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How to protect an estate from going up in smoke



Runaway fires wreak havoc and can have crippling financial ramifications. Fire damage to residential and commercial estates is proving an increased risk for property owners and insurers alike. As such, Santam Specialist Real Estate (SRE) has seen a doubling of fire and fire-related claims over the past three years. The lesson is for bodies corporate and trustees to ensure their estates’ insurance is adequate against fire risk.

Head of Santam Real Estate Karl Bishops says, “Flames, smoke and the water used to extinguish a fire can severely harm buildings and residents’ belongings. If an estate fails to have insurance or is underinsured, it may not be able to rebuild or repair damages, which could place the onus on the owners to pay for repairs. This could lead to arguments and lawsuits down-the-line, especially as the Sectional Titles Act requires bodies corporate to insure buildings in a scheme to the right replacement value, against fire and other risks. Household contents remains the responsibility of the resident.”

He says that usually an insurance policy would have special and/or general conditions like a ‘prevention of loss clause’ stipulating the precautions body corporate must take to prevent losses or accidents. This is often very detailed in terms of fire protection, outlining conditions like the fact that all firefighting equipment must be installed, serviced and maintained in line with the appropriate regulations and bylaws.

Aside from adequate insurance, here are Bishop’s top ways for bodies corporate and trustees to properly manage fire risk for estates, starting by putting a comprehensive fire safety management policy in place which includes the following:

1. Fire extinguishers: Make sure that there are fire extinguishers in good working order, located close to any places where fires might be expected to break out. A conduct rule could oblige owners and occupiers to keep fire extinguishers in kitchens and next to any open fireplaces, such as barbecues / braais, in sections or in exclusive use areas. Regular maintenance of the equipment in line with the manufacturer’s requirements cannot be overemphasised.

2. Electrical and Gas Certificates of Compliance (C.O.C): Old and unsafe electrical wiring within sections and in exclusive use areas is a concern. Electrical wiring within the areas that residents own and control should be kept in excellent condition so as to reduce the risk of fire. Prevention is much better than cure, so it’s imperative that electrical installations are never compromised.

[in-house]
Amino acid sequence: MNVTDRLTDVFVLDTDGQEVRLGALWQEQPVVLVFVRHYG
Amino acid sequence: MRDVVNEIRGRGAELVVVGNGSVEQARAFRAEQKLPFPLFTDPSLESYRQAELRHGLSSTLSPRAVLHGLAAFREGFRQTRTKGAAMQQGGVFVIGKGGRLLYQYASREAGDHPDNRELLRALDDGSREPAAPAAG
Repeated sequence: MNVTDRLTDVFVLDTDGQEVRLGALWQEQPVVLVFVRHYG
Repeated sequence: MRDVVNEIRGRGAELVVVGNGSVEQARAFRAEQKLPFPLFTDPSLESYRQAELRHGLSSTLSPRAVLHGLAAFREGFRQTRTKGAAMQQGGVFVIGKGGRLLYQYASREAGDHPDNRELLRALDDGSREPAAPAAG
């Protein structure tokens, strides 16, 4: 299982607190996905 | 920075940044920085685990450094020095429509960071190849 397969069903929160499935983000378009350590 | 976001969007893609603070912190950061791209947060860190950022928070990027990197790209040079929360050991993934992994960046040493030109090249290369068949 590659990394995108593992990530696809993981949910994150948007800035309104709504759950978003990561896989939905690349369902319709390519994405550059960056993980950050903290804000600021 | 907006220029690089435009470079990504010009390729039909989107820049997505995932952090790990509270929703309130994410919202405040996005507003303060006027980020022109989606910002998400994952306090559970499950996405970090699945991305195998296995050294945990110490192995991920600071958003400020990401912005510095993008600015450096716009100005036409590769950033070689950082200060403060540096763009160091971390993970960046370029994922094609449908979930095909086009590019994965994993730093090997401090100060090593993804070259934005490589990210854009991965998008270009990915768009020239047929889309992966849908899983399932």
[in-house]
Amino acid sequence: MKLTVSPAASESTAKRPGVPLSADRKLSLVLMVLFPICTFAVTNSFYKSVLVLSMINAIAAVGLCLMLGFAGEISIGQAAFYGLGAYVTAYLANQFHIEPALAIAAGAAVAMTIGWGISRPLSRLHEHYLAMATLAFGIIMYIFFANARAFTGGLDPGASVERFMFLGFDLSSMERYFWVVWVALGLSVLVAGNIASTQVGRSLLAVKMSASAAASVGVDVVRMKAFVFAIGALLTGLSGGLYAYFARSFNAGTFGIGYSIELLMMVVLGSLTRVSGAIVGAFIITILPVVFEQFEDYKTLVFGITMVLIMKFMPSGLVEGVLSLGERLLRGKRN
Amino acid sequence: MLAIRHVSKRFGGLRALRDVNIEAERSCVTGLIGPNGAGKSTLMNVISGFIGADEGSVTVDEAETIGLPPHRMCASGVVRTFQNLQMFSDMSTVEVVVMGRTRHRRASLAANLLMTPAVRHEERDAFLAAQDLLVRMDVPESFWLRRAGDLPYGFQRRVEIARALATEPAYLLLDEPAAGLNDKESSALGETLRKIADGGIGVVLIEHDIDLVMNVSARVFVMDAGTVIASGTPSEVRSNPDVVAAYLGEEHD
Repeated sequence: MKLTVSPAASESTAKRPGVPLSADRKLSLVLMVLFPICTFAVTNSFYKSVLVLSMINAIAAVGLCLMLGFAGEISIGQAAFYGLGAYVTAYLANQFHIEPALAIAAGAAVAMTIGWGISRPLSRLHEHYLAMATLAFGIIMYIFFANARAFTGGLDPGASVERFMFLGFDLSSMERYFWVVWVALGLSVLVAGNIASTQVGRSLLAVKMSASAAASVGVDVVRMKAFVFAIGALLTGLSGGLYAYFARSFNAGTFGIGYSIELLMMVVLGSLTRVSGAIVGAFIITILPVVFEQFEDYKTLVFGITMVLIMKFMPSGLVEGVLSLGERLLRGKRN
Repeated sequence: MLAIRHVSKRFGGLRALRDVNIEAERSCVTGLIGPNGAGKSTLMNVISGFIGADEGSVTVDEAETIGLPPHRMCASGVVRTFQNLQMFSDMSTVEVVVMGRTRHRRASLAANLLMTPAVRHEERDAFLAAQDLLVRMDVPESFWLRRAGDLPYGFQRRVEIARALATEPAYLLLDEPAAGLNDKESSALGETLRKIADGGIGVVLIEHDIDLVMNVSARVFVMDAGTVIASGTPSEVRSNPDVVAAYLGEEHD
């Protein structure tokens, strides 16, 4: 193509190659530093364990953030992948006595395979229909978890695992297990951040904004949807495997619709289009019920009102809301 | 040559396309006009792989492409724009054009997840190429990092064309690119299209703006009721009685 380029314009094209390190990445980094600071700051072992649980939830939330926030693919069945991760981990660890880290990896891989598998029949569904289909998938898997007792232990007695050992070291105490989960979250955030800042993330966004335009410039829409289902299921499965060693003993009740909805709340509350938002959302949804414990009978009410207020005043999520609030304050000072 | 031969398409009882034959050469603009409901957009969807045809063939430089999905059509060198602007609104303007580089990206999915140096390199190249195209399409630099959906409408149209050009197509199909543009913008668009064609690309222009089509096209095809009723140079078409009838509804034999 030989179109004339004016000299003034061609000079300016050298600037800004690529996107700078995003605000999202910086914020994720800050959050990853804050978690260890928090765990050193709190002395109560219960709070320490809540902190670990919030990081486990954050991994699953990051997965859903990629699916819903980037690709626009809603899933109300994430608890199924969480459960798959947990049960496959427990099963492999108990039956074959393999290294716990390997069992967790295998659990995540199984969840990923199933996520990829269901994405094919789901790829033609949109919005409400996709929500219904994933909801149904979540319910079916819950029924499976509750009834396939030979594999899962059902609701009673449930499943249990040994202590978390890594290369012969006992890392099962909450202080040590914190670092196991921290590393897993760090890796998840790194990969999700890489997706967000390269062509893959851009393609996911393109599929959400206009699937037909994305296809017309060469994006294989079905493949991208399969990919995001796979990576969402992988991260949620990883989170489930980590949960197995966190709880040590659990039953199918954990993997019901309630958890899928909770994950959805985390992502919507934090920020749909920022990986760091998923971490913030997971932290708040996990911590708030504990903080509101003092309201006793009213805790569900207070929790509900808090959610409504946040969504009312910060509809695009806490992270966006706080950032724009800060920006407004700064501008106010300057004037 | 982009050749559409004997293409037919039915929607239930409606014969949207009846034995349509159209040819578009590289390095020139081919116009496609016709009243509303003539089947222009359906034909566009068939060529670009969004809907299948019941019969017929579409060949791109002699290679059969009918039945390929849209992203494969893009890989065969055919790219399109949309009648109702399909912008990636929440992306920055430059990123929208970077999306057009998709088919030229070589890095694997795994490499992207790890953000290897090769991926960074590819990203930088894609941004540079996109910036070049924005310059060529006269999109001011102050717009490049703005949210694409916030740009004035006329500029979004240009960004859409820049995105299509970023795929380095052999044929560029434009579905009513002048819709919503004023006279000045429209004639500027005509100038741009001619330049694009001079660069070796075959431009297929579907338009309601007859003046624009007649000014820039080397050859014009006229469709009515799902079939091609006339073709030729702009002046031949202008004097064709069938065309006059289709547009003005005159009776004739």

The use of gas for both cooking and heating has become more common. It is vital that these gas installations and connections are regularly serviced. Gas receptacles should also be stored and secured in accordance with regulations.

The provision of a valid electrical and/or gas Certificate of Compliance provides peace of mind by confirming the installation is legally compliant and safe to use.

3. Refuse removal: regularly remove refuse to avoid unnecessary build up, particularly in areas designated for refuse receptacles. This prevents the build-up of flammable materials which could aid in the spread of a fire.

4. Non-standard roof structures: roofs and other structures made from non-standard materials, such as thatch, should be regularly treated with fire retardants along with ensuring that the correct and appropriate number of lightning conductors (masts) are installed.

Here are some general housekeeping tips:

  • Avoid the build-up of materials that can act as fuel for a fire. For example, recycling stations with cardboard boxes, papers and plastic containers should be kept away from dwellings and emptied on a regular basis.
  • Smoke detector alarms installed within sections are good additions and can serve as early warning systems.
  • Know where the fire hydrants are located within and outside the property to assist the local fire team with speedy connection of the water hoses.
  • Have a plan as to how the local fire team’s vehicle will access the property in the case of a fire. Entrances/guard houses at residential estates are generally too small for the local fire team’s vehicle to fit through. 
  • Choose evacuation points and routes carefully:
            > Make sure there are multiple routes
            > Assembly points should be clearly communicated to all owners/occupants

“As a major fire event can have far-reaching implications for estates, bodies corporate and trustees are urged to identify what fire-prevention, early detection systems and firefighting capabilities are in place. Otherwise, there’s the real and dangerous risk of their estates going up in smoke”, concluded Bishop.